The Privacy BlogPrivacy, Security, Cryptography, and Anonymity

TAG | advertising

Google is changing its terms of service to allow them to use your name and photo in advertisements to your friends. Most people seem to have been opted in to this by default, although some (including me) have found themselves defaulted out of the program.

If you are uncomfortable with your name, picture, and opinions appearing in ads from Google, just go to Google’s Shared Endorsements Settings page. The page describes the program. At the bottom you will find a checkbox. Uncheck it, and click “Save”.

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Google and other online advertising companies like Vibrant Media, Media Innovation Group, and PointRoll, are using a flaw in Safari on iOS to track you despite your privacy settings.

iOS Safari is set by default to reject tracking cookies from 3rd party websites. That means that unless you are directly and intentionally interacting with a site it should not be able to cookie and track you. Specifically that is intended to prevent tracking by advertisers displaying banner ads on websites.

The hack is that these advertisers use a script within the website to cause submit an invisible web form to the advertising website, which looks to Safari like you directly interacted with that site and so allows the site to send a cookie. Another flaw in Safari causes those cookies to be returned to the 3rd party sites once they have been set.

Apple is saying that they will address the issue. Google is blaming Apple for breaking with web standards (even though almost all browsers support blocking 3rd party cookies iOS Safari is unusual in making this the default).

My suggestion:

  1. On your iOS device (iPhone, iPad, iPod Touch) go to “Settings”, select “Safari”, scroll down and “Clear Cookies and Data”. Do this frequently.
  2. Don’t log into Google or other social media sites through the browser, only use the dedicated apps.
  3. Use those social media apps to “like” or “+1” content, rather than doing so in the browser.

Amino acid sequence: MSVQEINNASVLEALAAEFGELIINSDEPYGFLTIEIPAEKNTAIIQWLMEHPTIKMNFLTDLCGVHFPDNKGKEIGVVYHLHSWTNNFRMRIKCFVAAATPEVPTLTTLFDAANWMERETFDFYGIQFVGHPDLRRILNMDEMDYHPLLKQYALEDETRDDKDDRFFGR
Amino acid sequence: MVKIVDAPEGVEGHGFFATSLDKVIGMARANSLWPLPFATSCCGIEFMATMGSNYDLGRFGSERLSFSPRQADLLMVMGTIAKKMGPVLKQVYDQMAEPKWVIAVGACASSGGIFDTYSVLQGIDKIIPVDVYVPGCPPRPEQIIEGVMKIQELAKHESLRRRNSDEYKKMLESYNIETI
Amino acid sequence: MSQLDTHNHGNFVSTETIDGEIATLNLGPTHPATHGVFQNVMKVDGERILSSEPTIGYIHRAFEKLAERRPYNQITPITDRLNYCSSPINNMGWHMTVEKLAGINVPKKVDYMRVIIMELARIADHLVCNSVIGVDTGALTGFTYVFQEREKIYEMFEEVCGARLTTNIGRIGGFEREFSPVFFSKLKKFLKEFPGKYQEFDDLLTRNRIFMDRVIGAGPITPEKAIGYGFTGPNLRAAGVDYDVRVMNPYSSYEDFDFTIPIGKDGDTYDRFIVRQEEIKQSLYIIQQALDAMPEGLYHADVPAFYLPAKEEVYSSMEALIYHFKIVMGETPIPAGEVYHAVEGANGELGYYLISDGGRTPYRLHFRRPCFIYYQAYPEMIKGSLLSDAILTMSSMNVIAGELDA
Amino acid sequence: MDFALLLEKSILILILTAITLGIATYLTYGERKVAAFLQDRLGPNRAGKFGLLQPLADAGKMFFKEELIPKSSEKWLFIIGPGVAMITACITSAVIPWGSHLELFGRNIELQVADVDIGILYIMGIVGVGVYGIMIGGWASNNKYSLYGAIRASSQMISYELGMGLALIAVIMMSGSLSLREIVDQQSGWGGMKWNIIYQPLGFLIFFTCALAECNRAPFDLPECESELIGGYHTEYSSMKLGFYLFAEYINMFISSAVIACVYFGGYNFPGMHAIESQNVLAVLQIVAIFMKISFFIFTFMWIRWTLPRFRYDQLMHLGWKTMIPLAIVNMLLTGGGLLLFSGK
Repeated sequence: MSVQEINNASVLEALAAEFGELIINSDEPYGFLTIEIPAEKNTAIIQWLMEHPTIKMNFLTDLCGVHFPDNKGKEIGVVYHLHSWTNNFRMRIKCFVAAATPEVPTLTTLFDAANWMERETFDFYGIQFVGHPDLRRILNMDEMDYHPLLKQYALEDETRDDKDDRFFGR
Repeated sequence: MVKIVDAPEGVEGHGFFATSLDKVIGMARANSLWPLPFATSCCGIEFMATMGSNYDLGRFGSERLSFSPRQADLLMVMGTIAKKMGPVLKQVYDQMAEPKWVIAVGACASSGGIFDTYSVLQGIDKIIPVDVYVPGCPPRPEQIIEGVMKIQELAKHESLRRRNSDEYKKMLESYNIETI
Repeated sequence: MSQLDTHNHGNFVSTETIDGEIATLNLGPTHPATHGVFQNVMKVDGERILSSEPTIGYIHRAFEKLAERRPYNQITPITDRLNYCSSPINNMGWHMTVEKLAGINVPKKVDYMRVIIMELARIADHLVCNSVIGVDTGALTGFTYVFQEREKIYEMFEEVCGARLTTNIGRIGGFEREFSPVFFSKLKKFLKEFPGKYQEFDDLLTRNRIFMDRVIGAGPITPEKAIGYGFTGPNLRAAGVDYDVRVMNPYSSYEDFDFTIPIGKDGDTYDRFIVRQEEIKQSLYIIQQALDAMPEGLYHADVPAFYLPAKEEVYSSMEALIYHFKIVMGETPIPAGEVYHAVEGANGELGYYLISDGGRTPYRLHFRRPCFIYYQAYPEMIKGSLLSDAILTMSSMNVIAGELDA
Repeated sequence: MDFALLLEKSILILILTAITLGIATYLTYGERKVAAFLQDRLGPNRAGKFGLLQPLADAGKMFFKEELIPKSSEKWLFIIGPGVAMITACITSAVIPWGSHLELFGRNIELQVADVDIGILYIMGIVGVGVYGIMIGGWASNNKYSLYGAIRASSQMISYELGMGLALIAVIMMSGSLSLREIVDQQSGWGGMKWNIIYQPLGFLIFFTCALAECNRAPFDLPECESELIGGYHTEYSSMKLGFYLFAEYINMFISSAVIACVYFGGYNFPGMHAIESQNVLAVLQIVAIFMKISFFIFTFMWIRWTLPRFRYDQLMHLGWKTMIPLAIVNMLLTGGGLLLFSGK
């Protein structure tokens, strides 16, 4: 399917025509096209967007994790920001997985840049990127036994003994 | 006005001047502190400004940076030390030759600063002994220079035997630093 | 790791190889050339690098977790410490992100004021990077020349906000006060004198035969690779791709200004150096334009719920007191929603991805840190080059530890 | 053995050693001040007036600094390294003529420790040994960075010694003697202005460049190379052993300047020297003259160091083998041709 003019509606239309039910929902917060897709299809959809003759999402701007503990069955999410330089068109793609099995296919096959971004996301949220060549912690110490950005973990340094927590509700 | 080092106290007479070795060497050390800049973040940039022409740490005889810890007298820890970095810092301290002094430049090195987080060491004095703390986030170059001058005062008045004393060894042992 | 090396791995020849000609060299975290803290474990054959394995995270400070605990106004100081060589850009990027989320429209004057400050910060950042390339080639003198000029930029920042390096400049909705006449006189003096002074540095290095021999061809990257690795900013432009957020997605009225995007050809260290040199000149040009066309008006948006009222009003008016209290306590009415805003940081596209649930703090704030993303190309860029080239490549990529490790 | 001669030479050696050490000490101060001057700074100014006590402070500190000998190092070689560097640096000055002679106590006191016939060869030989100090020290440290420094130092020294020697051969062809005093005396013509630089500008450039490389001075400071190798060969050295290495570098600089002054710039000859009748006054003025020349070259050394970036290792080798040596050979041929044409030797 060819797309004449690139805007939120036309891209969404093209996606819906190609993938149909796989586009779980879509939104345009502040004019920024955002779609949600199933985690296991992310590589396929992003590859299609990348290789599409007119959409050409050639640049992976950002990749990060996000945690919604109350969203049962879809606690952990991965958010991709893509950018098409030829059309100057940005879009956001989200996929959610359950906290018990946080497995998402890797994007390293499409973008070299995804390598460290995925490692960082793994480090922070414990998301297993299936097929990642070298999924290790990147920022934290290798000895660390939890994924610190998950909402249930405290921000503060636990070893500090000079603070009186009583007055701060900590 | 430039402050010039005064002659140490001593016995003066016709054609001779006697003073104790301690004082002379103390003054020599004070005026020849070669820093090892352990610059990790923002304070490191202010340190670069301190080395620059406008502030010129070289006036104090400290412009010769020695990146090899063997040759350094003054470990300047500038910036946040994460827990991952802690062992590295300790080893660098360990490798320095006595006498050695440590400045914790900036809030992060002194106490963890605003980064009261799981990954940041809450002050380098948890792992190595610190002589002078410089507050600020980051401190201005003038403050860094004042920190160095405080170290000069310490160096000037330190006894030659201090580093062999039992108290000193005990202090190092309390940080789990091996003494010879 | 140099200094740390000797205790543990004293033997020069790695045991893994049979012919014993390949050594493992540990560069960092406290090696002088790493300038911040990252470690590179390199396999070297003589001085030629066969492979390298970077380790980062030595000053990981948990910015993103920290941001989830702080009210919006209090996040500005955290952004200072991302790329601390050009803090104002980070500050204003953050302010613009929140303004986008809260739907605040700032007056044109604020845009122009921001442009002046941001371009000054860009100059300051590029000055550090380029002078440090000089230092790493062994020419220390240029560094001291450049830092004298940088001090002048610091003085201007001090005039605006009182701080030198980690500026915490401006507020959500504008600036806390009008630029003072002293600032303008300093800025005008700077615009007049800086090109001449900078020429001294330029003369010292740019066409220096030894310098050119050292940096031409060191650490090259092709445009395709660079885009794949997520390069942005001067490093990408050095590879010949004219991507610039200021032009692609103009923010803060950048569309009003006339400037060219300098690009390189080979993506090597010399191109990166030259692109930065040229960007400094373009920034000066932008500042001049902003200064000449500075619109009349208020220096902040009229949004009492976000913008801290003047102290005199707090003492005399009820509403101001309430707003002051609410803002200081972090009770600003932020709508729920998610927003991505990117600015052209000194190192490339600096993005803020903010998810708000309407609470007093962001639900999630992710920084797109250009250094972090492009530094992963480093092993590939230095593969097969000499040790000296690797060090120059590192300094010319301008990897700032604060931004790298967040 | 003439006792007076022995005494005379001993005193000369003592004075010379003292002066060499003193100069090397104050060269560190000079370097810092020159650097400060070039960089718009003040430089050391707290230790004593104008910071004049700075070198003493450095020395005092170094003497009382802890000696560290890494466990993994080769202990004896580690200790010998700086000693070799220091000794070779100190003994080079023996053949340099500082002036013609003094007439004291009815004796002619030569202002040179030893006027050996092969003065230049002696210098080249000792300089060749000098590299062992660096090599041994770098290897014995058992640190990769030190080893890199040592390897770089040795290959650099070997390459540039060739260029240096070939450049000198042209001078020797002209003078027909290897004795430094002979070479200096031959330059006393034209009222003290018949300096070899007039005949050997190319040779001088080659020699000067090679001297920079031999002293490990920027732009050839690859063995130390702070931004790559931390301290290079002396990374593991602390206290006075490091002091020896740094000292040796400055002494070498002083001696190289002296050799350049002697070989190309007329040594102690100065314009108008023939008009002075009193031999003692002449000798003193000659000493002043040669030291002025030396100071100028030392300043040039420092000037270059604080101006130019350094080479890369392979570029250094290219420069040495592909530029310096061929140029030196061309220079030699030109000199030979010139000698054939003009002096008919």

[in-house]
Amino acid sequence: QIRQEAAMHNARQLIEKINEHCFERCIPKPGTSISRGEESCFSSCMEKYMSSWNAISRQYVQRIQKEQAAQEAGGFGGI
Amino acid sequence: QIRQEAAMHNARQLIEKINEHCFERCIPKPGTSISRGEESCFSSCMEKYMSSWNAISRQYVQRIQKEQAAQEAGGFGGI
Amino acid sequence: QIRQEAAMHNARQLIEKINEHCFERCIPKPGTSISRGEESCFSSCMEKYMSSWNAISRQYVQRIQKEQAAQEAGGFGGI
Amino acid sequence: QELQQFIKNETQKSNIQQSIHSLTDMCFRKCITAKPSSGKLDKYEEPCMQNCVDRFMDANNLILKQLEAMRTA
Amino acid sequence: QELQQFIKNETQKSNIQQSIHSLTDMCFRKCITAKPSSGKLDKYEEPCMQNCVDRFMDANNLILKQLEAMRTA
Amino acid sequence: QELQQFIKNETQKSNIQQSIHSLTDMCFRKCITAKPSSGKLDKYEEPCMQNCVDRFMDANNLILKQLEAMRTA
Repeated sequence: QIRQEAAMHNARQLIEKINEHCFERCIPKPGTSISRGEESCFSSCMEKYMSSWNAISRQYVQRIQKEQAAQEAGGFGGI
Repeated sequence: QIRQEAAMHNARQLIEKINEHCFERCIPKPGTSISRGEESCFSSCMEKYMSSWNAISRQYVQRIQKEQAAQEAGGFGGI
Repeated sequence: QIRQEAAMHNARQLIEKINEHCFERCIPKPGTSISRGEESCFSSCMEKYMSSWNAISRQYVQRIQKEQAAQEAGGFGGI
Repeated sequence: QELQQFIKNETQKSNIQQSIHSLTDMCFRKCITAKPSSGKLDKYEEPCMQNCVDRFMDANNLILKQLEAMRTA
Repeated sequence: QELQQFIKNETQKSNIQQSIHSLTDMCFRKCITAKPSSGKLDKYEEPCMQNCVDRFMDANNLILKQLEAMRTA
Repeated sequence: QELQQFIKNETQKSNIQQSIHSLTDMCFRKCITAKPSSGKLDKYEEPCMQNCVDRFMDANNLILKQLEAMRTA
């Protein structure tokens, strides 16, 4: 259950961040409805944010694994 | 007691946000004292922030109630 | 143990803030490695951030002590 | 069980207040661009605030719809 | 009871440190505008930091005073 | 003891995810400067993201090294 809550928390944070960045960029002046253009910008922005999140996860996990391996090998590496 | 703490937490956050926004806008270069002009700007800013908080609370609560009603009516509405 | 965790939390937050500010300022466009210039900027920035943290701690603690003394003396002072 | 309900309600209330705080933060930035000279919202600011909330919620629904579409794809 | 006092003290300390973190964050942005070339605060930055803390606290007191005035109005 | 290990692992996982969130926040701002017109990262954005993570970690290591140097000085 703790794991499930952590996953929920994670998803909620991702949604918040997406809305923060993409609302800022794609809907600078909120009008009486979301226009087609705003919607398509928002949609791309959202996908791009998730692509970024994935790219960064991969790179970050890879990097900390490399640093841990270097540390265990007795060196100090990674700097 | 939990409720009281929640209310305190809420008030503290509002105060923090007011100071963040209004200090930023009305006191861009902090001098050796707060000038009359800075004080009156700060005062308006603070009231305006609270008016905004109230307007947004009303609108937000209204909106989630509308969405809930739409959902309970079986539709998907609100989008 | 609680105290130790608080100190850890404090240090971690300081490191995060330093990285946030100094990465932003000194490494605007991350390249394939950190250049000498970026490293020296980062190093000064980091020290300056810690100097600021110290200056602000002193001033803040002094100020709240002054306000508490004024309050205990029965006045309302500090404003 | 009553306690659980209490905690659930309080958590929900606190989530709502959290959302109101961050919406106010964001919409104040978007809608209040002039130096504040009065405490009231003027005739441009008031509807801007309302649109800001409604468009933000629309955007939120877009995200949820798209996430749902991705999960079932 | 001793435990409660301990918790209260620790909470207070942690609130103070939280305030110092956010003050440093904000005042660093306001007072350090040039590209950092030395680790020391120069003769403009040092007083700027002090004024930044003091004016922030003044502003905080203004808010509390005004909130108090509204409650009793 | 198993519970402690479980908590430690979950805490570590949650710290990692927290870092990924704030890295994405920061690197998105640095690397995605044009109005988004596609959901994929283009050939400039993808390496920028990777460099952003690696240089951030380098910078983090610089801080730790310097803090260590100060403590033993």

4. Protect your IP address with a tool like Anonymizer Universal so these sites can’t just use your IP address in place of cookies to track you when you are at home or work on a WiFi connection with a long term IP address.

The WSJ had the first article I saw on this, but it is paywalled.

9 to 5 Mac has a nice article on it.

John Battelle’s searchblog tries to look at this issue from both sides.

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The WSJ reports on a recent FTC report endorsing the concept of a universal “do not track” registry similar to the “do not call” list. Predictably the advertising companies are unhappy, and privacy advocated are cheering.

I think that some kind of outside regulation is necessary and inevitable. Self regulation has not worked, and is very unlikely to work in the future. The self interest of the targeted marketers is too diametrically opposed to the principles of transparency and personal control.

The WSJ quotes Rob Norman, chief executive of WPP PLC’s GroupM North America, which buys ads on behalf of corporate clients as whining “FTC endorses ‘do not track’; an emotional goodbye to free content so kindly funded by advertisers.” Lets be clear, there is no “kindly” about it. This is all about making money for the advertiser. The “free content” is simply a delivery vehicle for ads.

Right now the exchange of information and access to the viewer is implicit. This proposal makes it explicit. I see no reason why sites could not, or should not, be set up to require users to opt in to be able to access the content. I would then have the ability to choose to opt out, go elsewhere, or pay to be free of tracking.

The rapidly increasing use of “evercookies” and other very hard to remove tracking techniques shows just how resistant to user control these companies really are. Where the tools and standards exist for users to delete tracking information, the marketing companies are creating new tools to make your choices ineffective.

As if more proof were needed, the marketing companies suggest opting out through their about ads website. Of course, if you want to opt out, you must enable third party cookies on your browser, which simultaneously exposes you to much more effective and intrusive monitoring.

Anonymizer will continue to innovate with new technologies to stay ahead of this arms race with tools like our new “Nevercookie” plugin.

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The Wall Street Journal reports that a small group of on-line tracking companies are forming a project to enable those being tracked to see their profiles, and to opt out of tracking. The project, called the “Open Data Partnership” will launch in January. It membership consists of eight tracking firms including BlueKai Inc., Lotame Solutions Inc. and eXelate Inc.

Because this program does not include the majority of companies which track users it is unlikely to have a significant impact on your actual privacy, but it is a worthy experiment and I hope many people will take advantage of it to opt out of at least this tracking.

On-line ads covered by this program will be marked with a small “i” in a blue triangle. If you click on that you should be able to see and modify your stored information, profile, and tracking options.

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